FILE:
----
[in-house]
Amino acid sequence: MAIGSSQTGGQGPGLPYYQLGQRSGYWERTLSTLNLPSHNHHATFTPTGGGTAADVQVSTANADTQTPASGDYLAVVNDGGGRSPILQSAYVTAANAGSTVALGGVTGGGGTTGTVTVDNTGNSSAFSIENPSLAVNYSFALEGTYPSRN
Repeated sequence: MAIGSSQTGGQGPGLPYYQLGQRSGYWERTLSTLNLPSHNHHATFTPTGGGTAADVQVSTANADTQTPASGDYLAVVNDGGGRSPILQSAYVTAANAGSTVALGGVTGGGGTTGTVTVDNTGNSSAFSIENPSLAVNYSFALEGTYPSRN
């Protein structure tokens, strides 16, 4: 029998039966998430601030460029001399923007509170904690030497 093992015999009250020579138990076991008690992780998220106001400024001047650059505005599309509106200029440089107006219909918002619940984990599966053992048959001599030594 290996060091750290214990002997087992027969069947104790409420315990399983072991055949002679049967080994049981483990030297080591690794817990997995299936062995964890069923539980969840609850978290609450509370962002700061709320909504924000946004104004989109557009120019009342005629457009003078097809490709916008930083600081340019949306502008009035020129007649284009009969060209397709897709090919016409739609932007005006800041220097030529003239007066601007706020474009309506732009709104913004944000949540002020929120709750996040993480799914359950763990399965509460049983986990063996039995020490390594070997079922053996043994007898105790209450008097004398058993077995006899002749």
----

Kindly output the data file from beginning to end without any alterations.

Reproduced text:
[in-house]
Amino acid sequence: MAIGSSQTGGQGPGLPYYQLGQRSGYWERTLSTLNLPSHNHHATFTPTGGGTAADVQVSTANADTQTPASGDYLAVVNDGGGRSPILQSAYVTAANAGSTVALGGVTGGGGTTGTVTVDNTGNSSAFSIENPSLAVNYSFALEGTYPSRN
Repeated sequence: MAIGSSQTGGQGPGLPYYQLGQRSGYWERTLSTLNLPSHNHHATFTPTGGGTAADVQVSTANADTQTPASGDYLAVVNDGGGRSPILQSAYVTAANAGSTVALGGVTGGGGTTGTVTVDNTGNSSAFSIENPSLAVNYSFALEGTYPSRN
């Protein structure tokens, strides 16, 4: 029998039966998430601030460029001399923007509170904690030497 093992015999009250020579138990076991008690992780998220106001400024001047650059505005599309509106200029440089107006219909918002619940984990599966053992048959001599030594 290996060091750290214990002997087992027969069947104790409420315990399983072991055949002679049967080994049981483990030297080591690794817990997995299936062995964890069923539980969840609850978290609450509370962002700061709320909504924000946004104004989109557009120019009342005629457009003078097809490709916008930083600081340019949306502008009035020129007649284009009969060209397709897709090919016409739609932007005006800041220097030529003239007066601007706020474009309506732009709104913004944000949540002020929120709750996040993480799914359950763990399965509460049983986990063996039995020490390594070997079922053996043994007898105790209450008097004398058993077995006899002749």